Director Denise Di Novi has produced quite a few films in her time, and actually has had some good strides as a producer in Hollywood, but her turn as a director isn’t quite as strong. It’s not that the direction in “Unforgettable” is particularly poor, but that it’s so bland and forgettable that one might think is merely the work of a director-for-hire, not a producer who has been supporting the film since the very start. While the production and costume design are consistently attractive throughout, the end product of “Unforgettable” is as forgettable as the storyline itself.

While “Unforgettable” is rated R, the film doesn’t use it as well as it should. While the film does feature some “barely past PG-13” sex scenes, a few F-bombs, and some violence that kids can see in “The Fate of the Furious.” A big issue with “Unforgettable” is that the creative and technical resources are at their disposal, they just choose not to do a thing with them. And then they try to shoehorn an ending so forced and incoherent in that it’s almost maddening to think that a studio approved it.

I wish I could say more about “Unforgettable,” but I’ll be honest in saying that in the 19 hours since I saw it, I’ve actually forgotten about much of the film already, but I remember the extremes of the film. There’s a certain likable quality in a film like “Unforgettable,” as there is with any campy domestic thriller, but “Unforgettable” tries to pass over much of the campy elements that make these films so enjoyable and tries to take itself seriously with a script so derivative and dull that it’s incredibly hard to like it. Dawson acts circles around everyone else in the film, and while this is Heigl’s best performance to date, I’m not sure how that really ends up being a compliment in the end. “Unforgettable” isn’t the worst film I’ve seen in a while, but it’s the film that seemed to care the least about putting forth an effective product. Effort is key.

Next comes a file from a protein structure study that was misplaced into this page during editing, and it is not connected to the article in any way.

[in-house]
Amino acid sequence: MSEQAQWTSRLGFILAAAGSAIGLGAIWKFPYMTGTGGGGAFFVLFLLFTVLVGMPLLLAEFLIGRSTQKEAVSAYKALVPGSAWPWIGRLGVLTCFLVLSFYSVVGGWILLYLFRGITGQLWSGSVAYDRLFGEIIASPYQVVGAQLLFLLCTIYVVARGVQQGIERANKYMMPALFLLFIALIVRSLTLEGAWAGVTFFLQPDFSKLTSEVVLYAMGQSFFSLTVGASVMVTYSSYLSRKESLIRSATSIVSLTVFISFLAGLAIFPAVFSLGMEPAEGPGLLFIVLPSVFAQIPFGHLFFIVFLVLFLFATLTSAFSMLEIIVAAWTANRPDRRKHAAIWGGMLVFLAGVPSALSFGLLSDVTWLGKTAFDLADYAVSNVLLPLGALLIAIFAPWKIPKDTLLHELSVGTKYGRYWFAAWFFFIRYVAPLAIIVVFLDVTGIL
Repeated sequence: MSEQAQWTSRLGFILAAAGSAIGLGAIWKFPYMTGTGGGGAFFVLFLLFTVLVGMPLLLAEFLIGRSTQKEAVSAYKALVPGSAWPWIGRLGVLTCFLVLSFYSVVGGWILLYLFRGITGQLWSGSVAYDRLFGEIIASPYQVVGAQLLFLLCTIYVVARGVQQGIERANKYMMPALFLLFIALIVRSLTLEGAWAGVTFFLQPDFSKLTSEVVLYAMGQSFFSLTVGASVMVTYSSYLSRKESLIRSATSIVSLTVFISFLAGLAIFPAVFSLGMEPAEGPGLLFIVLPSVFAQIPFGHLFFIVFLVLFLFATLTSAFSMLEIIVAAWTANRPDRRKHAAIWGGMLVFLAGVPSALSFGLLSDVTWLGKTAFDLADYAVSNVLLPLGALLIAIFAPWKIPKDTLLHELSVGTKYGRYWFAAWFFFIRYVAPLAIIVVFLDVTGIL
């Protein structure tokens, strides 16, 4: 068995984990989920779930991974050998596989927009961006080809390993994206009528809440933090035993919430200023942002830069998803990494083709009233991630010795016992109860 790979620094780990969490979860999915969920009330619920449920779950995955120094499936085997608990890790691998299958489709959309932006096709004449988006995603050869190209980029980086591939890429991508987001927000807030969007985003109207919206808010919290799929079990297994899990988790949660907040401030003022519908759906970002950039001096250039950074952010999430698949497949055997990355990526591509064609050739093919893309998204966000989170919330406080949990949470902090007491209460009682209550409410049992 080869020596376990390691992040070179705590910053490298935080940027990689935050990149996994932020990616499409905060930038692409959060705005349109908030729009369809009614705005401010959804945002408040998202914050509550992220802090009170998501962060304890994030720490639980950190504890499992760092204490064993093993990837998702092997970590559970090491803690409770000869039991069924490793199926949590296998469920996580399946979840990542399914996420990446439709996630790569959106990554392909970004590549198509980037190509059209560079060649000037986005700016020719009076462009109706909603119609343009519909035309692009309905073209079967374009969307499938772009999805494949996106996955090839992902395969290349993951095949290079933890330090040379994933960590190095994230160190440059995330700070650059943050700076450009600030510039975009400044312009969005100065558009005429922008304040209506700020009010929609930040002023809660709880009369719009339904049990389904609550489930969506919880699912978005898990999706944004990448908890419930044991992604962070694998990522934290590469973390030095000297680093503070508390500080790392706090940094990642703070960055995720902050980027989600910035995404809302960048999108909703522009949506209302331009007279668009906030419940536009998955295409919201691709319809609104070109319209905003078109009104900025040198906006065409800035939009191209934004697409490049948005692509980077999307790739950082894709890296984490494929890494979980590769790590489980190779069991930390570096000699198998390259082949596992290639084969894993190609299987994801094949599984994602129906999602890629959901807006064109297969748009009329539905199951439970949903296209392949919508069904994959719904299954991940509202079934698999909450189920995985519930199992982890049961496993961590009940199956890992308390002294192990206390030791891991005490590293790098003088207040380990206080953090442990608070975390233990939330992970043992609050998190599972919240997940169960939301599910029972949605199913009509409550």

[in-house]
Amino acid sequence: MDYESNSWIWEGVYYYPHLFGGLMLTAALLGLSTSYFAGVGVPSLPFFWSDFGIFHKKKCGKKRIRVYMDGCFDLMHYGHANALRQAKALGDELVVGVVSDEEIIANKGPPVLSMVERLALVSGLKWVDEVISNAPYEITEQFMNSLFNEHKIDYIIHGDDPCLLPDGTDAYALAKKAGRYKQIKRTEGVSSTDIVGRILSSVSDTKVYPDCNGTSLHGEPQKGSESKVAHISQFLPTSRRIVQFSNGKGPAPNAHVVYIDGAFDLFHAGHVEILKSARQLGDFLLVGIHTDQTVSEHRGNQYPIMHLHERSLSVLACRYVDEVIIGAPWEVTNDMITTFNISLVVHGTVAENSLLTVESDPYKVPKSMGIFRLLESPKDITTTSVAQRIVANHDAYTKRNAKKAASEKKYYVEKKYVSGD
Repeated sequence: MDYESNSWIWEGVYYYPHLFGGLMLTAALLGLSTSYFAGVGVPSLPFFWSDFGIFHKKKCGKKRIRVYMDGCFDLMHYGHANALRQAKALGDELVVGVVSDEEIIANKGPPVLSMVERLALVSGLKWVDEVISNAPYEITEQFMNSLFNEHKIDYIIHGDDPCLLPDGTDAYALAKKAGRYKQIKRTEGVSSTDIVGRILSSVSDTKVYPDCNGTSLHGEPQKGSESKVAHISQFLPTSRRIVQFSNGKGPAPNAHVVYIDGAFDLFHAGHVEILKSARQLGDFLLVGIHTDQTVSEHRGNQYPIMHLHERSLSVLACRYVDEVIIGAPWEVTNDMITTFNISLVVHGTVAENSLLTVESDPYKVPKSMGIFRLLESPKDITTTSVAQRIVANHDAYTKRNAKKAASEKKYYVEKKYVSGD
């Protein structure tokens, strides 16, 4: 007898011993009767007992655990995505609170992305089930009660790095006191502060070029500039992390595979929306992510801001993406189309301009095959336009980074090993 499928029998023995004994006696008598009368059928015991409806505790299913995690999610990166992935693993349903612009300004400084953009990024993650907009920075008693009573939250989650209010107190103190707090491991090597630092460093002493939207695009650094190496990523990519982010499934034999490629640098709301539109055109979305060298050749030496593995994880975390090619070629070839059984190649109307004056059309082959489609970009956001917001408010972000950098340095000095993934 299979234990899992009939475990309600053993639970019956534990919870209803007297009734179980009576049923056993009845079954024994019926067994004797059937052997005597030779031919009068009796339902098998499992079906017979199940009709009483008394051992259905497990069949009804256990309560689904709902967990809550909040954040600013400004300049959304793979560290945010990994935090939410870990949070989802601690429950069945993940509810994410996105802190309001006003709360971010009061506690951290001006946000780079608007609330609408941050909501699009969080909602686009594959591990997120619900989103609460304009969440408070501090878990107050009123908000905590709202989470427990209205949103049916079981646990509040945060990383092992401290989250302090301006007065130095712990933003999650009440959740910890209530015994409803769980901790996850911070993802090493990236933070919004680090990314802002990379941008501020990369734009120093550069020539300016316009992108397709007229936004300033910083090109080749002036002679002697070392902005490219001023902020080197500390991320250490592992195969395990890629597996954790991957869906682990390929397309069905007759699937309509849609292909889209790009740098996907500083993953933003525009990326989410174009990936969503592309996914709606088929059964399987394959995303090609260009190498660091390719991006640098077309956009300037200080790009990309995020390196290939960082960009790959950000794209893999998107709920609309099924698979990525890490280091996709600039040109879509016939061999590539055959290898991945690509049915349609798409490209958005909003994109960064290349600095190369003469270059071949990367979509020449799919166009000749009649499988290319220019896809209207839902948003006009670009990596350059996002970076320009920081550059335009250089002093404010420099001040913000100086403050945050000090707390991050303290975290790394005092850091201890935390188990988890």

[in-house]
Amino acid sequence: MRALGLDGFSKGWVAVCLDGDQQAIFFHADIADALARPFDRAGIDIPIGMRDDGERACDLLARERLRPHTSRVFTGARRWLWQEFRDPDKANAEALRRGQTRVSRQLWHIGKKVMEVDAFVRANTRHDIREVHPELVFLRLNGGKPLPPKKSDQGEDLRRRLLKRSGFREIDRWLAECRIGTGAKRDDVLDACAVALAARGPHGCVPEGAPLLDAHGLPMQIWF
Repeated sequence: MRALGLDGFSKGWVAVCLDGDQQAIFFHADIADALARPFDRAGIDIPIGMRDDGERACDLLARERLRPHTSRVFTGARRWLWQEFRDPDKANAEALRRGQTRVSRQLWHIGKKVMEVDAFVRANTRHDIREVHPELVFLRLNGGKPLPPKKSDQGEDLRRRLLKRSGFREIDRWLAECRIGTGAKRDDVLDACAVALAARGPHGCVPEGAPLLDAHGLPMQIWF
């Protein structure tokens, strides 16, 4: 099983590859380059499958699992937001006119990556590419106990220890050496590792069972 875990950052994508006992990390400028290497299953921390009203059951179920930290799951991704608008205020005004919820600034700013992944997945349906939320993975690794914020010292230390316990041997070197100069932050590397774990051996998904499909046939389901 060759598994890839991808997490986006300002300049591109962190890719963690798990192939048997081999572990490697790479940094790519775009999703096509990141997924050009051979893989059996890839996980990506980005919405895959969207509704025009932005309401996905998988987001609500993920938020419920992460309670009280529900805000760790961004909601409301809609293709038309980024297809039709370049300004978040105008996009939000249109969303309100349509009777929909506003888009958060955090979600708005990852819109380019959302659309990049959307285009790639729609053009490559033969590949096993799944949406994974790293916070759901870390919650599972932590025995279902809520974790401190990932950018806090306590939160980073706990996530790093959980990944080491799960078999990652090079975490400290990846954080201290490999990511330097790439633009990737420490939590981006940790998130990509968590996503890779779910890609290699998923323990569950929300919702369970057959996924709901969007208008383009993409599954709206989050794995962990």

1.5/5

Photo courtesy of Warner Bros. Pictures

Directed by: Denise Di Novi
Starring: Rosario Dawson, Katherine Heigl, Geoff Stults, Cheryl Ladd, Whitney Cummings, Isabella Kai Rice.
Runtime: R for sexual content, violence, some language and brief partial nudity.

Warner Bros. Pictures presents, a Di Novi Pictures production, “Unforgettable”

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Category:Arts and Entertainment, Film

Hunter Heilman Hunter is the current editor-in-chief for The Niner Times. He is a junior Communications major who wishes he were a dog and wants to pet your dog if you have one. Hunter has been a member of the North Carolina Film Critics Association (NCFCA) since August 2015. Please do not hesitate to shoot him an e-mail at editor@ninertimes.com for any questions or concerns and he'll be sure to get back to you ASAP.

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Hunter Heilman Hunter is the current editor-in-chief for The Niner Times. He is a junior Communications major who wishes he were a dog and wants to pet your dog if you have one. Hunter has been a member of the North Carolina Film Critics Association (NCFCA) since August 2015. Please do not hesitate to shoot him an e-mail at editor@ninertimes.com for any questions or concerns and he'll be sure to get back to you ASAP.